Food

Palm Springs!

by Michael Alderete on 10/12/2005

Rochelle and I are currently in Palm Springs, on vacation for two weeks. So far we have done very little except eat and drink and sleep and…play Scrabble.

I don’t usually talk about our vacations on this weblog while we’re away, because I’m too paranoid: I don’t like telling people when it would be easy to break into our house. But this trip, we’ve taken the most valuable (to thieves) stuff (our computers) with us. (Plus we have house sitters for most of the two weeks. House sitters keep the cats from revolting while we’re away…)

Rochelle and I both have projects we’re working on during our two week “retreat,” and most of them involve or require the use of a computer. Sounds crazy, but it really is relaxing to be able to go away, and concentrate on things you’ve been meaning to do, but can’t find the time, or have too many daily distractions. And the things we’ve been meaning to do — writing, organizing photos, leaning new skills for work — are all intimately tied to technology. Welcome to the 21st century, I suppose.

At any rate, we’ll be back to San Francisco in a week or so.

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Cannoli

by Michael Alderete on 9/19/2005 · 6 comments

I tried ‘em. Ate 8 of ‘em. I agree with this guyRomolo’s Cannoli and Spumoni Factory in San Mateo makes great cannoli. The only competitive cannoli I’ve had is from Modern Pastry in Boston’s North End. Both are outstanding.

Romolo’s is open again after their remodel. Easy to get to, right off of El Camino Real, and just a few blocks from the Hillsdale exit of Highway 101. Go check ‘em out.

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Medicine (the restaurant)

by Michael Alderete on 8/31/2005

Rochelle and I ate lunch today at a new restaurant called Medicine. The food is Japanese Zen monk vegan, called “new-shojin.” The flavors are delicate, subtle, and quite good once your brain and palate adjust.

What’s kind of funny is the weird visual sensation I had while eating. The restaurant has an Asian-style glyph, which the staff all wear on their black shirts (photo at right). The glyph, rendered in white, has shape elements to it — most of a cross-hatch, loop-ish strokes at three corners — that it looks, out of the corner of your eye, like the Macintosh Command symbol: ⌘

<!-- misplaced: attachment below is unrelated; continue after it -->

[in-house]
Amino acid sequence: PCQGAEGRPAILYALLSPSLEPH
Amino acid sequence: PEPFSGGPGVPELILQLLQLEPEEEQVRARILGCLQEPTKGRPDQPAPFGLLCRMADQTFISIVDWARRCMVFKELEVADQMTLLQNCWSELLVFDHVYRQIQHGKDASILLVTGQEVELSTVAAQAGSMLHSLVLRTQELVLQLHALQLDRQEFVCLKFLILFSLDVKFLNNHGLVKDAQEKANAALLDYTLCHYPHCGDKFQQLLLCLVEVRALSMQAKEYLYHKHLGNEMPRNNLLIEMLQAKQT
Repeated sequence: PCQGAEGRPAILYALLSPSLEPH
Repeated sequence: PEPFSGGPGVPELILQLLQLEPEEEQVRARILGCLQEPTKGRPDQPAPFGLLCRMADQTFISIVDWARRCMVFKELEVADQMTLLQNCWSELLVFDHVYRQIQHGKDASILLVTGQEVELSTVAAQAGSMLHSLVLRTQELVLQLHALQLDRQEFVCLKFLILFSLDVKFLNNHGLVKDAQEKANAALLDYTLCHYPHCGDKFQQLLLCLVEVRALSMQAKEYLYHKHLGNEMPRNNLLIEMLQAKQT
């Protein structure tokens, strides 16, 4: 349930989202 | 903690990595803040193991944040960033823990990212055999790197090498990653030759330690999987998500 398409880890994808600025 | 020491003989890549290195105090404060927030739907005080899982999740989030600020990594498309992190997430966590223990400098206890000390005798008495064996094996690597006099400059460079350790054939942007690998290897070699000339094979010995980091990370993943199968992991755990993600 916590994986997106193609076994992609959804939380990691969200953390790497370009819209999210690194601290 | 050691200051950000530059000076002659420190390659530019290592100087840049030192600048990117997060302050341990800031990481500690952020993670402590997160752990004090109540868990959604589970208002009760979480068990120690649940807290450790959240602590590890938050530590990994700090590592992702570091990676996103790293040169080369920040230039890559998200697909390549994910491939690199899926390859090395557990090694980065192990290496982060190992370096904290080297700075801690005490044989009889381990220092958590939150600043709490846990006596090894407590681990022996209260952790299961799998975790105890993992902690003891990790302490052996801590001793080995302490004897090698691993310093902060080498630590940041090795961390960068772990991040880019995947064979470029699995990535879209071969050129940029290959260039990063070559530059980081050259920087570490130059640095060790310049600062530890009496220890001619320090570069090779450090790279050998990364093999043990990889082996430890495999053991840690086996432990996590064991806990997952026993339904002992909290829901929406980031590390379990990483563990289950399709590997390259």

So, the effect — of the clean lines of the restaurant’s brightly-lit interior, and of the couple dozen staff whizzing around in their black pants and black shirts with the Command symbol on it — is that you’re eating in the Apple Store.

Zen vegetarian food, beautifully prepared and presented, served in a clean, simple environment. I think Steve Jobs would be a fan.

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Camp Bacon

by Michael Alderete on 7/28/2005 · 3 comments

Admit it, you’ve always fantasized about it. Well, you are not dreaming any more. It’s really here.

Live the dream this September!

(No, really, this is not a joke. Click the graphic for the full details!)

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Fire & Knives

by Michael Alderete on 5/17/2005

I was just referred to the Fire & Knives cooking and food site with the “recommendation” that “Here’s a nice little food site that is snobbier than youse guys…” I decided it was a keeper when I laughed out loud at this description of wonder bread in a new shape:

Cunning bakers have responded, not with an authentic baguette but with a preservative-laden, turd-shaped travesty called — with callous humour — a French Stick. It’s exactly the same rubbish they extrude into white loaves but delivered in a staggeringly inconvenient shape. Trying to eat a sandwich made with one is like trying to fellate a torpedo.

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Rigos the neighborhood

by Michael Alderete on 5/12/2005

GraceAnn Walden is probably our favorite of the SF Chronicle‘s current food writers, and her weekly column keeps up on the comings and goings of San Francisco restaurants, restaurateurs, and chefs. This week’s column had news that literally brought tears to my eyes: Pascal Rigo is opening a place right around the corner from our house (2nd snippet):